In 1996, the Society of Professional Journalists removed a stipulation in its ethics code holding that “News reports should be free of opinion or bias.” Earlier this year, theSPJ’s Ethics Committee released its draft of a revised ethics code which, alas, does not restore the bright-line rule against opinion and bias in news stories that was removed in 1996.
The rule, was on the books for some 70 years before being scotched. What’s more, the 1973version of the code, went on to insist that news reports should “represent all sides of an issue.” That revision of the code also contained language which emphasized the preeminence of truth and objectivity in the practice of journalism “Truth is our ultimate goal” with “Objectivity in reporting the news”another goal in service of that aim.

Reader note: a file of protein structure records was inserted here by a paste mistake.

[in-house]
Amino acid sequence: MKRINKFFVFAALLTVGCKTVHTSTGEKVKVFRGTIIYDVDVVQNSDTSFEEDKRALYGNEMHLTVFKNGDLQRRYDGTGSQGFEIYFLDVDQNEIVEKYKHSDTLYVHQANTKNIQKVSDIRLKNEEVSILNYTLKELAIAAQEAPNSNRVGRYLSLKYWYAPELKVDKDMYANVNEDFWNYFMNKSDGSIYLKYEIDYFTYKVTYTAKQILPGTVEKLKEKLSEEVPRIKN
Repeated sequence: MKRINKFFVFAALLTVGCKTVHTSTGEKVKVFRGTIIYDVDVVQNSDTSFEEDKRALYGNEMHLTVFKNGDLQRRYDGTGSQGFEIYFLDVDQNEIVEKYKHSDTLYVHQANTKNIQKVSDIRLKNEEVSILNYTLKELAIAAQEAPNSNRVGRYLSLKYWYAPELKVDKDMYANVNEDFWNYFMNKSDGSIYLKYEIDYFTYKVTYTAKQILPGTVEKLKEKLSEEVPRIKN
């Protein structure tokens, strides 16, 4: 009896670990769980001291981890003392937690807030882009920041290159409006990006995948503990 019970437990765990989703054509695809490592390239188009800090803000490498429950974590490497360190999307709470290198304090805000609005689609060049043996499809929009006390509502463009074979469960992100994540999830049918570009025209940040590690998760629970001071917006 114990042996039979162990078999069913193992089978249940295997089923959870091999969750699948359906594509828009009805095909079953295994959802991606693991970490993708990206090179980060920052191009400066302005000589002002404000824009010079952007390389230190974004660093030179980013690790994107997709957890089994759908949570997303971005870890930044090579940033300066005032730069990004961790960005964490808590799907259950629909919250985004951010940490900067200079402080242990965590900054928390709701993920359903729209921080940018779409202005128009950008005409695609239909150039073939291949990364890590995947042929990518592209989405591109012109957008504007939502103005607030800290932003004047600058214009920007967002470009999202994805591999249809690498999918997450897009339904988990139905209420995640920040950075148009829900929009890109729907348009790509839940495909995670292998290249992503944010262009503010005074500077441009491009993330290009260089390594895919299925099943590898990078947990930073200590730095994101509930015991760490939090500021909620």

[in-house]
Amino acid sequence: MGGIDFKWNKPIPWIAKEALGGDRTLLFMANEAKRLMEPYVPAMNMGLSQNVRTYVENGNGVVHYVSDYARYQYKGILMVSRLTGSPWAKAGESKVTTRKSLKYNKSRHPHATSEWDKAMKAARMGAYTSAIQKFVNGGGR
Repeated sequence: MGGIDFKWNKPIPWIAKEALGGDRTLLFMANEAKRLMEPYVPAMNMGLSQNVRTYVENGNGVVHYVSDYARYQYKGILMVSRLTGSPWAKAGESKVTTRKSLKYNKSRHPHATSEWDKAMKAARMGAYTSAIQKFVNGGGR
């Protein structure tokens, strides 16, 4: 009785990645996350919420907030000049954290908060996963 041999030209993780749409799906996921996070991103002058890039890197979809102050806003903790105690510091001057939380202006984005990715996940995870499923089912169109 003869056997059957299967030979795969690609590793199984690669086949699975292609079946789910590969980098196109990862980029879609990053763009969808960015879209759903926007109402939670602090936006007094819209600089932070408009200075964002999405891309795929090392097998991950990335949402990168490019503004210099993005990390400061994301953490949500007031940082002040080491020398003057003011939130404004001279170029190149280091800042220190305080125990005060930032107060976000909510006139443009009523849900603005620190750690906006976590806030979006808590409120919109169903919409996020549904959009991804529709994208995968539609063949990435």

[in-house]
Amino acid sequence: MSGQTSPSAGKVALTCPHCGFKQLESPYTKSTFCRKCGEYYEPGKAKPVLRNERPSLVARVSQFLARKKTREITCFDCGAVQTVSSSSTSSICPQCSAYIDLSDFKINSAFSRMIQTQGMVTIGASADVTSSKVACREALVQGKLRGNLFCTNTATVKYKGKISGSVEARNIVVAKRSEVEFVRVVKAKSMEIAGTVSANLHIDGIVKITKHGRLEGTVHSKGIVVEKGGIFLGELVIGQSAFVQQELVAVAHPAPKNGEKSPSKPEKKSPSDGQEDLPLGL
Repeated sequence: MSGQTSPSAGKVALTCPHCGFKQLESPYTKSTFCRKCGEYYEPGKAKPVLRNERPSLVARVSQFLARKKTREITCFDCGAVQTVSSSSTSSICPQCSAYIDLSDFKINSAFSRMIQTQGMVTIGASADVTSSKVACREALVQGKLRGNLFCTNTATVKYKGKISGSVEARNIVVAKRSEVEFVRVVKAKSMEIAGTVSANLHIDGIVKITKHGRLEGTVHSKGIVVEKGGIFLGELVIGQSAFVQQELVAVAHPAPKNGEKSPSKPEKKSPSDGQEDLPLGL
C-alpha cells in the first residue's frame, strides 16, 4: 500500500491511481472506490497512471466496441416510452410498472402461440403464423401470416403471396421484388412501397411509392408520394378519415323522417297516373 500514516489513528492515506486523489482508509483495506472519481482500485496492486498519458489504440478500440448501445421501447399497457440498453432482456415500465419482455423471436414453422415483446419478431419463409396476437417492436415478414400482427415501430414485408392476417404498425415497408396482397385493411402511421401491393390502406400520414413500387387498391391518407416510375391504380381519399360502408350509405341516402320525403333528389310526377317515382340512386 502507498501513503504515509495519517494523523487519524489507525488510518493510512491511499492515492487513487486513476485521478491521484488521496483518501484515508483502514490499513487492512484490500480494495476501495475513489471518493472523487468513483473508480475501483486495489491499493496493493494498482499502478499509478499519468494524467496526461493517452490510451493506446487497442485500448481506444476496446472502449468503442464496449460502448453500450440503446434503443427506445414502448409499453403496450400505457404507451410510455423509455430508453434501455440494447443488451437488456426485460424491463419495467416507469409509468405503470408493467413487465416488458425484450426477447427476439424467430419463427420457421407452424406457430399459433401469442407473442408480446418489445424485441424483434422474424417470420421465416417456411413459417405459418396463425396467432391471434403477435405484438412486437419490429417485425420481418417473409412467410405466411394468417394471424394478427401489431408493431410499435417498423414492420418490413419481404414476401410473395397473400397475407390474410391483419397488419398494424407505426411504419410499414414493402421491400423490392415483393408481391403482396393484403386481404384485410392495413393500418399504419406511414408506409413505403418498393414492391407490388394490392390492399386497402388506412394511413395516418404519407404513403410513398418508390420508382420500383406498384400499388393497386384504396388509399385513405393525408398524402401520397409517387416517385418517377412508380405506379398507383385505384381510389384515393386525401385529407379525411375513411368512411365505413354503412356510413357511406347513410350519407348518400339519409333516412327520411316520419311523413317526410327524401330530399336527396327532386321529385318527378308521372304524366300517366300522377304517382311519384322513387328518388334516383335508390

At their 2001 convention, the SPJ urged “tak[ing] steps against racial profiling in [the]coverage of the war on terrorism." It reminded journalists to stopusing "inflammatory" language and condescendingly said to “help audiences understand the complexities of the events in Pennsylvania, New York City and Washington, D.C.” Story guidelines are (all bold mine):
— Cover the victims of harassment, murder and other hate crimes as thoroughly as you cover the victims of overt terrorist attacks.
— When writing about terrorism, remember to include white supremacist, radical anti-abortionists and other groups with a history of such activity.